On Tuesday, Sept. 21, NorthWestern Energy pulled a fast one. It submitted a request to withdraw its application for the Laurel gas plant to the Public Service Commission (PSC), citing supply line issues. Hours later, NorthWestern revealed its intention to move forward building the Laurel gas plant without pre-approval from the PSC.

The Montana Environmental Information Center (MEIC) opposes an unusual Montana law that allows NorthWestern to seek pre-approval from the PSC when it wants to build a new electricity generating plant. Pre-approval allows the utility to shift all of the financial costs and risks of new generation assets from its shareholders to its customers before a new plant gets built. MEIC has long argued that NorthWestern should do as other utilities in the country must:  Bear the risk of building a new generation asset and only seek approval from regulators to pass those costs to customers after the plant is built – when the costs are known and risks are more certain.   

We were disappointed when NorthWestern requested PSC pre-approval for the Laurel gas plant last May. MEIC, along with dozens of other organizations and businesses, intervened so the PSC could scrutinize the proposal and ensure Montanans were not being taken to the cleaners (hint: we were)

Following its petition for withdrawal from the pre-approval process yesterday, we are extremely frustrated with NorthWestern for wasting the PSC and Consumer Counsel’s time and taxpayer-funded resources, as well as the intervenors time and resources on a process that it now wants to abandon. Once again, NorthWestern failed to do its job and consider obvious factors before wasting everyone’s time and money. NorthWestern blames COVID-related supply chain issues, but COVID supply chain issues began a year before the company applied for pre-approval. Now, NorthWestern intends to build the plant and seek approval for passing the costs on to customers through a general rate after the plant is built. Despite this change in process, nothing about the gas plant proposal has really changed: it remains severely flawed, outrageously expensive, remarkably risky, and a climate disaster regardless of whether NorthWestern seeks pre-approval or not. 

NorthWestern’s abrupt about-face sounds an alarm for MEIC. NorthWestern was running into serious opposition to its proposal from all corners because of many factors: the application was incomplete; critical information was withheld; the company failed to include important costs (such as the cost of a redesigned pipeline); it refused to account for price volatility in gas markets; and the price tag was outrageous. None of those problems disappear with NorthWestern’s proposal to withdraw its pre-approval application and move forward with building the plant.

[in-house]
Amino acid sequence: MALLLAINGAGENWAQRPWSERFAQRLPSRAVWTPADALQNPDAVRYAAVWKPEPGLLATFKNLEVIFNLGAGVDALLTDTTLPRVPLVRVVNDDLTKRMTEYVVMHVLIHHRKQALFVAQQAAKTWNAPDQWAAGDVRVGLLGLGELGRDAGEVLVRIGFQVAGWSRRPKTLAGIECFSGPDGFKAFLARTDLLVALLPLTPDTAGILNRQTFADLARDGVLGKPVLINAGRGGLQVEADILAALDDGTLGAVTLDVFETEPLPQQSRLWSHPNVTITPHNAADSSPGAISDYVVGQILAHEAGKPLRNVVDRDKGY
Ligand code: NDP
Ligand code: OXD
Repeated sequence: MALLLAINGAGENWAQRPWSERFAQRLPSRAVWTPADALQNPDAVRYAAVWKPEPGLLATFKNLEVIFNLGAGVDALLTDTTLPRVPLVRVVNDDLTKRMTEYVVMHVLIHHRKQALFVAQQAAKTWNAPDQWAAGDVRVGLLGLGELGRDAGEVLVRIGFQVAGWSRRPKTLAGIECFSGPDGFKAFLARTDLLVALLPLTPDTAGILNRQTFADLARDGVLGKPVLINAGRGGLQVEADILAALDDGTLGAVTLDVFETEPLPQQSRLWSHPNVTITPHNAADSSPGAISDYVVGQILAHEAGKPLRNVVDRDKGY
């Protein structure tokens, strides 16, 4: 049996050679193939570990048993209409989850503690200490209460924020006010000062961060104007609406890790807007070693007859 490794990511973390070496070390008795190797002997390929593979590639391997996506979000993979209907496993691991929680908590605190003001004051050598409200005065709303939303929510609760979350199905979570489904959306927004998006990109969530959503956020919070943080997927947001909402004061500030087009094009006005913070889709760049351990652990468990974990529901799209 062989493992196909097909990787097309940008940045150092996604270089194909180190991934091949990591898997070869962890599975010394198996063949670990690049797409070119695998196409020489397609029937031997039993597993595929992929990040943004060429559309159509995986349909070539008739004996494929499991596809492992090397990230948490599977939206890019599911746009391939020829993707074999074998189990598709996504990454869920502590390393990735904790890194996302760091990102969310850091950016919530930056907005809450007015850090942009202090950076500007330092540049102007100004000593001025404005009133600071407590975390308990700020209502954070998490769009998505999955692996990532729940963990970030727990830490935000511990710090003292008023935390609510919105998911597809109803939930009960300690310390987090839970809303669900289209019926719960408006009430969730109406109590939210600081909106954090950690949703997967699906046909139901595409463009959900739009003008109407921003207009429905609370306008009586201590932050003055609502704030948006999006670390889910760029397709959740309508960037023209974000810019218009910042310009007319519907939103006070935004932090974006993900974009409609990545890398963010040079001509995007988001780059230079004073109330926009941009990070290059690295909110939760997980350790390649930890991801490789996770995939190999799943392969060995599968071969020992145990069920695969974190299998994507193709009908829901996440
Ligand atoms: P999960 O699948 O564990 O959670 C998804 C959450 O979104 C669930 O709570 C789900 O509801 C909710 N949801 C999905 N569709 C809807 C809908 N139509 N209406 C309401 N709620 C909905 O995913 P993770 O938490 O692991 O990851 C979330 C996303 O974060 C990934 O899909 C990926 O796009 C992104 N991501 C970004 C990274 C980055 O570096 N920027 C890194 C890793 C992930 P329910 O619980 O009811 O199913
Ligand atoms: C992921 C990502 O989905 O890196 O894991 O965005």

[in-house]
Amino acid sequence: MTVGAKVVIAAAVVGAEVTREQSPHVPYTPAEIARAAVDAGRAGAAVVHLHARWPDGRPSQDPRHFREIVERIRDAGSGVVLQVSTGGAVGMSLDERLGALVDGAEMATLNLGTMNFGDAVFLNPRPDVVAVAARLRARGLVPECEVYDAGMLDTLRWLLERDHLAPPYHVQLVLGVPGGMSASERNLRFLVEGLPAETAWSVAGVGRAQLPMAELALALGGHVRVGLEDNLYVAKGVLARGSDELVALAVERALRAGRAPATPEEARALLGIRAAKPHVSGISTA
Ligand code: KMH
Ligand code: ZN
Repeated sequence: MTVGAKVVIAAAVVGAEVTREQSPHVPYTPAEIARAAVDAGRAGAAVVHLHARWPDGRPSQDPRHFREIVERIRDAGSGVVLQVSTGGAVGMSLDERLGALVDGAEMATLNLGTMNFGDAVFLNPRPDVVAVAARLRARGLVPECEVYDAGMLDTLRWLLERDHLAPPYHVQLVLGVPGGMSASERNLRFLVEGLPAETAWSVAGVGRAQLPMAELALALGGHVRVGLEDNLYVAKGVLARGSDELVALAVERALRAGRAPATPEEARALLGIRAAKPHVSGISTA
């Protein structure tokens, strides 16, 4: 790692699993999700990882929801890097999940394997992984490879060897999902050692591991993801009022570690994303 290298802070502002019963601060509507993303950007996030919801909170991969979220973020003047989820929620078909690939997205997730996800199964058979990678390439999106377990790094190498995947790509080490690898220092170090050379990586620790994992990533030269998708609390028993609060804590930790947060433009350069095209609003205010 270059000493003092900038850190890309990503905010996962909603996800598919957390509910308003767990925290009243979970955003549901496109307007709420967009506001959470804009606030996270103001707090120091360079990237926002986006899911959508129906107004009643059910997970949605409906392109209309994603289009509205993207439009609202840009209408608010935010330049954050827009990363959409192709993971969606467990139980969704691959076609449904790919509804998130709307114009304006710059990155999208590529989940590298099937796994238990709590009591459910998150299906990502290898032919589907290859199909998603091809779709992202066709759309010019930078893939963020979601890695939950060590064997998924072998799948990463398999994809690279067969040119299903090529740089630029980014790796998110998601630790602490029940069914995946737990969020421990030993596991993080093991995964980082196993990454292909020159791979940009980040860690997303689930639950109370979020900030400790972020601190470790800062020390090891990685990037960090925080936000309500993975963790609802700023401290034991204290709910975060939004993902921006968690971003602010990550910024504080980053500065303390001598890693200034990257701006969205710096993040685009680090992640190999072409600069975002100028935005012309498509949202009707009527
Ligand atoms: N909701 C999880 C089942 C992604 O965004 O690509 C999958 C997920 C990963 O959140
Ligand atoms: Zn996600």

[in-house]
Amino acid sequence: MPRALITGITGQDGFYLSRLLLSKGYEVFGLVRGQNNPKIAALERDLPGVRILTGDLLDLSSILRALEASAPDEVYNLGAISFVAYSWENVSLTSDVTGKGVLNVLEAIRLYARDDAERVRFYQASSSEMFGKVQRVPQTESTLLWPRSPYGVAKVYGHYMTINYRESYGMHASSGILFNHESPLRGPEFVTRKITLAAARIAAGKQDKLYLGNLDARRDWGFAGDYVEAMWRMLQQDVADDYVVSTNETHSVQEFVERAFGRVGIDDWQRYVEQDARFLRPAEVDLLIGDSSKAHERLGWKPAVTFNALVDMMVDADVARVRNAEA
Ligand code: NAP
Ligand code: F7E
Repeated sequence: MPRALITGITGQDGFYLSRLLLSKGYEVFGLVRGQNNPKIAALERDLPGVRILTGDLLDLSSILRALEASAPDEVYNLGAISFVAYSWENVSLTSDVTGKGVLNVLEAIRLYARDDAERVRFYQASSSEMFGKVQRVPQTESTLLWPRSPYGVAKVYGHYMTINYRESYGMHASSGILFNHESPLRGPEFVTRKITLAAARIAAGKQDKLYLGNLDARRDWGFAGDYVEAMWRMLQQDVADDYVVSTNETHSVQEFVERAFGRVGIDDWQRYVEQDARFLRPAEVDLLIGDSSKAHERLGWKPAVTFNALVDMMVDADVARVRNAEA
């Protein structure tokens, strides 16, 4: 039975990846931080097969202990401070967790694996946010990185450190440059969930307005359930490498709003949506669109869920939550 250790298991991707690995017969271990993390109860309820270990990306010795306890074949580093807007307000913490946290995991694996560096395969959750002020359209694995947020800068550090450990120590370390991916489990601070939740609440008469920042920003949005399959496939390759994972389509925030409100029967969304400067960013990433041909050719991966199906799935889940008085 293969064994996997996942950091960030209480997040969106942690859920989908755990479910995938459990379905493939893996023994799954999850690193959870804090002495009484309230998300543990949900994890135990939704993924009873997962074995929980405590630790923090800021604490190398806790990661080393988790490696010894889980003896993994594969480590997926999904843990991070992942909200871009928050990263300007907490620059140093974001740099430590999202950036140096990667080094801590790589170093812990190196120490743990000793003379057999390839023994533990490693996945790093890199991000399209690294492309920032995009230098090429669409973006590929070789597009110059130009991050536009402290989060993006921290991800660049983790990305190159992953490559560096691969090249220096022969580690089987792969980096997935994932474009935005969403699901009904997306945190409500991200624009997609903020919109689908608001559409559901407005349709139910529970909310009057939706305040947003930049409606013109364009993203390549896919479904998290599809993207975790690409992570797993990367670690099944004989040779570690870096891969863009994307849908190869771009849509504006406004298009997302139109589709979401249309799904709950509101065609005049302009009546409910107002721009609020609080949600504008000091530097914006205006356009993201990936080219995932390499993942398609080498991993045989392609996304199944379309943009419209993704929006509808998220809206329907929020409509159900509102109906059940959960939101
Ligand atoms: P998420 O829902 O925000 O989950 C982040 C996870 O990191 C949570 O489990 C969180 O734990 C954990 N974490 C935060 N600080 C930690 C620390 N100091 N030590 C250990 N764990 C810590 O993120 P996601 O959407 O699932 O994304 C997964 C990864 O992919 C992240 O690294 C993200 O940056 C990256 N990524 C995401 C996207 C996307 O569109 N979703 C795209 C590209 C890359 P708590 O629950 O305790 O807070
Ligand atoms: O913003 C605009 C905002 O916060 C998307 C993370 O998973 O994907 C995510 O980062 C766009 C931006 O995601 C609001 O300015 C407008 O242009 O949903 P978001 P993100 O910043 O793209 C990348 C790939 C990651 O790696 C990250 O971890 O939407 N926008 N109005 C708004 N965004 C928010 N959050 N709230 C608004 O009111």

The good news is that NorthWestern’s shareholders will be responsible for the company’s poor investment and risky behavior. When the company returns to the PSC requesting permission to charge its customers for the facility, the flaws will remain and the shareholders will hopefully remain responsible for this misguided, expensive project. MEIC will almost certainly be involved in any request by NorthWestern to add the proposed gas plant into the rate base. Montanans should be concerned about NorthWestern’s erratic behavior and its failure to plan for obvious challenges. 

Not only that, but NorthWestern’s reliance on this plant will only make the climate crisis worse. As a recent scientific analysis showed, the U.S. must decrease its reliance on gas by 3% every year if we are to hold temperature increases to 1.5ºC as was agreed to in the Paris Accord. Increased reliance on gas – which is composed of the highly potent greenhouse gas, methane – is exactly the opposite of what is needed to solve the climate crisis.  

At the end of the day, NorthWestern customers deserve to trust that their energy provider will not try to pass on costs for dangerous infrastructure and stranded assets down the road.

MEIC remains opposed to the Laurel gas plant due to its cost, the impact of gas on the climate and public health, and NorthWestern’s lack of transparency in this process.

This is an update to a statement that was published on Sept. 21, 2021.

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